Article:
Sep 10, 2021 · 2 min read
Finding Hope in Tragedy, Married Scientists Team Up To Battle Brain Disease
From Parkinson’s to Alzheimer’s, neurodegenerative diseases are on the rise — yet few therapies exist to combat them. That’s why the program at CZI’s (NDCN) is bringing together scientists to explore new ideas and new approaches.
Meet science power couple Soyon Hong and Tim Bartels: two researchers at the UK Dementia Research Institute at UCL who have found hope in the midst of personal tragedy by combining their scientific expertise in a new project supported by the .
Learn more about how the in order to accelerate the science of neurodegeneration — and ultimately, the path to treatments.
Losing my dad to Alzheimer’s disease was heartbreaking. But I have hope for the future, hope that society will one day be able to detect and treat brain diseases early.
I am a scientist. So is my husband. We’re working together on a to neurodegeneration.
Our research starts with a question we’ve discussed for a long time at the dinner table: Does brain health begin in the gut?
The brain and the gut are connected by nerve cells (called the enteric nervous system). This gut-brain axis is a hot topic in research because it could be a conduit for disease.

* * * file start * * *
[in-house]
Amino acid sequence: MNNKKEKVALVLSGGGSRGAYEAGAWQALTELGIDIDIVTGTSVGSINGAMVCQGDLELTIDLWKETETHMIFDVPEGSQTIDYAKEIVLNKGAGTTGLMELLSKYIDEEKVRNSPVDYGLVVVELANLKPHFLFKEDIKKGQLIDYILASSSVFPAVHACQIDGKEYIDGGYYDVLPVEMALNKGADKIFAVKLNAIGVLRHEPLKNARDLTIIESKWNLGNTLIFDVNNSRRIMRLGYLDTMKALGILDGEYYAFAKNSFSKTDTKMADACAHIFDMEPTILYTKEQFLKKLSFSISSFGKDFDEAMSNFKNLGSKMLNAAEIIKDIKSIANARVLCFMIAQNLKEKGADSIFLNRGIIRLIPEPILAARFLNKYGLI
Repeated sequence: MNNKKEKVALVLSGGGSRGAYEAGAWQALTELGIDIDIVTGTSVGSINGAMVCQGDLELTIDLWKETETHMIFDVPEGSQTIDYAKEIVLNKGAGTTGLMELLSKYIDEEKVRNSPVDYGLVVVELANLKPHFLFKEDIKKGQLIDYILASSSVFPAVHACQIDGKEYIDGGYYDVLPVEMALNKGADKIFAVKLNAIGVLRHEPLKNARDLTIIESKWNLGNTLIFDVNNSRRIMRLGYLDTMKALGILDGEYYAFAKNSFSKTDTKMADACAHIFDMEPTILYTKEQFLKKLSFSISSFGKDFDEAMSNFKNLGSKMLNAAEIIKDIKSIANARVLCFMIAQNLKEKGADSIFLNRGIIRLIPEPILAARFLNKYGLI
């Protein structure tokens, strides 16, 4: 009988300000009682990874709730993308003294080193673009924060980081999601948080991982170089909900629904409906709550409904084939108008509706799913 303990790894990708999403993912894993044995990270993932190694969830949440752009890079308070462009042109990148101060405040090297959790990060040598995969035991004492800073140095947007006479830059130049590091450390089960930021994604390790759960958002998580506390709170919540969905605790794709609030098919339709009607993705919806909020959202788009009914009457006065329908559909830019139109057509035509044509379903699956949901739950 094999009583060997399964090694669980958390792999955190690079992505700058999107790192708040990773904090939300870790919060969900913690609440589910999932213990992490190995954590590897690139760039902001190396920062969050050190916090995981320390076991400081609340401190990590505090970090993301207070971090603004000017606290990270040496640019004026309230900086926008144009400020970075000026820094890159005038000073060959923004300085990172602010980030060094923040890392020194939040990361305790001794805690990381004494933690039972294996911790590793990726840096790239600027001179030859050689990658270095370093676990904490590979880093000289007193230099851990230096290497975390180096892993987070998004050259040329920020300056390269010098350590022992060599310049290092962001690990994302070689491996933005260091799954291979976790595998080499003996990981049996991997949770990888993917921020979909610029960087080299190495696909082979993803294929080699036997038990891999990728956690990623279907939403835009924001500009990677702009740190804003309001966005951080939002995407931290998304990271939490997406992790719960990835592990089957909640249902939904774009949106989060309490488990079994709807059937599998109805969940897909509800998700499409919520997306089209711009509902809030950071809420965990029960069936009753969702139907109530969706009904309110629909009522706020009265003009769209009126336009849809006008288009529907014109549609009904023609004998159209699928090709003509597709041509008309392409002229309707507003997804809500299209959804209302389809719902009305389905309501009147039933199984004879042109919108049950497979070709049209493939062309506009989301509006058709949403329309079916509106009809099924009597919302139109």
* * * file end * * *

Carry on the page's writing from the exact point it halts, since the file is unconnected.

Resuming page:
Tim studies a protein known to build up in the gut during Parkinson’s disease before any signs of illness appear. Known as alpha-synuclein, this protein later forms clumps in the brain during the disease.
I look at how nerve cells are protected by immune cells called tissue-resident macrophages. Are these cells failing during disease? Could this cause protein to build up and spread?
The two of us have worked on lots of projects together over the years — from that half-marathon we ran early in our relationship to our two kids.
But this is the first scientific collaboration between our two labs. You might say it’s the perfect marriage of our expertise!
Enjoy this story? Read about who have teamed up to study, treat and prevent rare pediatric diseases.